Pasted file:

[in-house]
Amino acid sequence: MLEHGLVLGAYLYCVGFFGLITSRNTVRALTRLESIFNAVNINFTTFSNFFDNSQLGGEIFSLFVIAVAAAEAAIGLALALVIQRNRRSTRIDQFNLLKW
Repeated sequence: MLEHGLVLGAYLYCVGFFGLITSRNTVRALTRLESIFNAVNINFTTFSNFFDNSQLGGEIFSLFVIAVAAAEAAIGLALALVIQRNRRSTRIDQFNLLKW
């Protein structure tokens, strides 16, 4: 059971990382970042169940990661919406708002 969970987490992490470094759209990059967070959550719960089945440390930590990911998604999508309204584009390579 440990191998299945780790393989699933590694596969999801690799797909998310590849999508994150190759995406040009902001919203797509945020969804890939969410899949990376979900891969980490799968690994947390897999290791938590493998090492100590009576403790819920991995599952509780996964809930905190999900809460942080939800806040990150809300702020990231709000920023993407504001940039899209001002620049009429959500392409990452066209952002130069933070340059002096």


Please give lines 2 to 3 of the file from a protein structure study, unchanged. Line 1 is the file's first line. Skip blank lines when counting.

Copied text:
Amino acid sequence: MLEHGLVLGAYLYCVGFFGLITSRNTVRALTRLESIFNAVNINFTTFSNFFDNSQLGGEIFSLFVIAVAAAEAAIGLALALVIQRNRRSTRIDQFNLLKW
Repeated sequence: MLEHGLVLGAYLYCVGFFGLITSRNTVRALTRLESIFNAVNINFTTFSNFFDNSQLGGEIFSLFVIAVAAAEAAIGLALALVIQRNRRSTRIDQFNLLKW